Active recovery after exercise can maintain your healthy routine

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Many people who start a new workout routine feel pain the next day. Waking up tired with sore muscles can be discouraging, causing many to believe that they over did it. Some take a temporary break, but others just give up and completely abandon the whole routine.

“Doing too much, too fast is very common for people starting new exercise routines after taking an extended amount of time off,” says Tyler Waclawski, a certified exercise physiologist for BlueCross BlueShield of Tennessee. “It’s pretty normal to be excited and then overdo it.”

Fortunately, there are active recovery activities that you can do post-workout and between workout days that will help you maintain your exercise program.

How active recovery helps you

Tyler Waclawski: Any time that you start a new exercise routine, I recommend starting slow and gradually building from there. This includes anyone who’s returning to exercise after a long break, even if they exercised on a regular basis in the past. Don’t try to match where you were the last time you worked out. This gradual ramp-up gives your body time to adapt as you demand more from it.

Active recovery after the workout is a key part of this process.  And you’ll reap some benefits, too, including:

  • Quicker recovery time overall
  • Better endurance
  • Stronger muscles
  • Reduced stress

Plus, you’re more likely to avoid injuries. If it’s hard for you to regain the inspiration to start exercising again after an injury, that might just be the biggest incentive of all.

Strategies to try

Tyler Waclawski: You might try at least one—or even more—of these activities. If you stick with it, you can make active recovery a habit.

1. Walk it out

Light activity after a workout, like walking, can be just the ticket for incorporating active recovery into your routine. Plus, this post-workout activity doesn’t have to be time-consuming – you can benefit from just 5-10 minutes of a walking cool down. So grab a friend and chat while you walk, or listen to a few minutes of your favorite podcast. Start at a comfortable pace, then gradually slow your pace until it’s time to stop.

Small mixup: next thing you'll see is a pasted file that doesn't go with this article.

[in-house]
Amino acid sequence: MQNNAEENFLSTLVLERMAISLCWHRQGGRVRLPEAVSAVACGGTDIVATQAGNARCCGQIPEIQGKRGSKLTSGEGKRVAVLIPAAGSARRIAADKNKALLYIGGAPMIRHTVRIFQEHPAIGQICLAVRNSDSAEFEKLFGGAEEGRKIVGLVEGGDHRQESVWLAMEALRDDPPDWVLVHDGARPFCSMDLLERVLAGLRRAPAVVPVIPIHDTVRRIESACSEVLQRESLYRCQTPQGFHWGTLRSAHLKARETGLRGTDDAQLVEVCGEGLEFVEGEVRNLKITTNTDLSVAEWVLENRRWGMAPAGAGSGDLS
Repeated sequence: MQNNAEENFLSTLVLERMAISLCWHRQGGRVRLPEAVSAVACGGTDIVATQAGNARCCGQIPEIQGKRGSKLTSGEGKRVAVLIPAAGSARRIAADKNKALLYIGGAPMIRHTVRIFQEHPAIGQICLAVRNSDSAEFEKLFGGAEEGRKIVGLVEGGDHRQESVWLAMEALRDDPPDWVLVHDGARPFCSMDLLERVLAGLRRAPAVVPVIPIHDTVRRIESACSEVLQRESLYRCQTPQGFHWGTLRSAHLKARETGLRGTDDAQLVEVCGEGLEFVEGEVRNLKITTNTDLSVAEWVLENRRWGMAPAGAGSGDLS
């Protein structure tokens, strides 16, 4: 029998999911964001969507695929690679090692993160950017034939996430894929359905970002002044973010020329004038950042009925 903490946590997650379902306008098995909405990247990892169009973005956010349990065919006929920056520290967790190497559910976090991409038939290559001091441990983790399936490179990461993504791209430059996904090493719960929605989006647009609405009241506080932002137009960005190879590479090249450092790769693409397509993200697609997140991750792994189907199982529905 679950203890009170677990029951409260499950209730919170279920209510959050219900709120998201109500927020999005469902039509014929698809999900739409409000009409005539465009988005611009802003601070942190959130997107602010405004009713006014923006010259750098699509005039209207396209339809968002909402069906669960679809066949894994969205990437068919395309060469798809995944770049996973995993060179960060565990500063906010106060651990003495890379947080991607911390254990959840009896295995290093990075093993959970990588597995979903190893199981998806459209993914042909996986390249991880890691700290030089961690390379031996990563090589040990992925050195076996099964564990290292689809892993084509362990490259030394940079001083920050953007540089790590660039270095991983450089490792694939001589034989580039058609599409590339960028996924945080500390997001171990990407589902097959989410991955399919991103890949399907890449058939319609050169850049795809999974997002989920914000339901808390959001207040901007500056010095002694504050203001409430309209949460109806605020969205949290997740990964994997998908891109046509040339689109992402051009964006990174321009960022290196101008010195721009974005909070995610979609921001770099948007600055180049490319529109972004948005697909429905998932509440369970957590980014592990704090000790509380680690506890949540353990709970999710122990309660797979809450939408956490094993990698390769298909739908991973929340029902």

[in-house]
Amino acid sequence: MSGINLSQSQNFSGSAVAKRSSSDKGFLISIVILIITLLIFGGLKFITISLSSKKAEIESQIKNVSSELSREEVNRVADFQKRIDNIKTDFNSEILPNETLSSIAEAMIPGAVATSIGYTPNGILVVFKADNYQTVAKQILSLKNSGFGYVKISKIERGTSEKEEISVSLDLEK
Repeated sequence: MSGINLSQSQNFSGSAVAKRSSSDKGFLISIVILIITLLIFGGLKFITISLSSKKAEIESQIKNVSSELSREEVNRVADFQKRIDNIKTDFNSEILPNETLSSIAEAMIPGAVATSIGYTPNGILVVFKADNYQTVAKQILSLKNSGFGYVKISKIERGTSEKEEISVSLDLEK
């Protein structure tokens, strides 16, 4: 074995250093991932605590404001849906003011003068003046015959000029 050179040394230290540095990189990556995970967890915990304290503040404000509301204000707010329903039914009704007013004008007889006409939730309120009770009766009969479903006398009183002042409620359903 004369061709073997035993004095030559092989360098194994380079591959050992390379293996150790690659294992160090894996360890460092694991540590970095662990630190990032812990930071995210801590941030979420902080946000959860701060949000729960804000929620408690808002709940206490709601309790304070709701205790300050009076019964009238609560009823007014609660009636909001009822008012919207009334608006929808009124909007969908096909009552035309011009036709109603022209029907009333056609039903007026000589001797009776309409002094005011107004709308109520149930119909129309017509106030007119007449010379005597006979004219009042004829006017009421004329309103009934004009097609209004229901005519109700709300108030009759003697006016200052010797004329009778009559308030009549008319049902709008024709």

2. Stretch afterward

Just a few minutes of gentle dynamic stretching after a workout will allow your body’s muscles to cool down and readjust. To vary it up, you could try using resistance bands or even foam rollers.

3. Make the most of the time in between workouts

You don’t have to wait until you’re finished working out to incorporate some active recovery. For example, if you’re lifting weights or doing other strength-training activities, you could try a low-intensity activity like cycling or even slow jogging in between. If you’re running or doing some other type of cardio activity, you could break up the session with some low-intensity intervals.

4. Be active on your rest day

Rest days are important. But don’t lean too heavily on the word “rest.” On rest days, engage in some light exercise, but resist the temptation to do a full-on workout. Try to extend the amount of light activity you’re doing to 15 or even 30 minutes. You can choose whatever type of active recovery activity most appeals to you:

  • walking
  • swimming
  • cycling
  • stretching
  • yoga, etc.

Just remember to keep the intensity low and really treat it as a recovery exercise.

“Active recovery does a good job of helping your body actually recover during and after moderate-to-intense activities,” says Tyler. “It encourages blood flow to areas of the body that you’re working, and that can help reduce inflammation.”

More from Tyler Waclawski on WellTuned.

Jennifer Larson

Jennifer Larson is Nashville-based writer and editor with nearly 20 years of experience. She specializes in health care and family issues.

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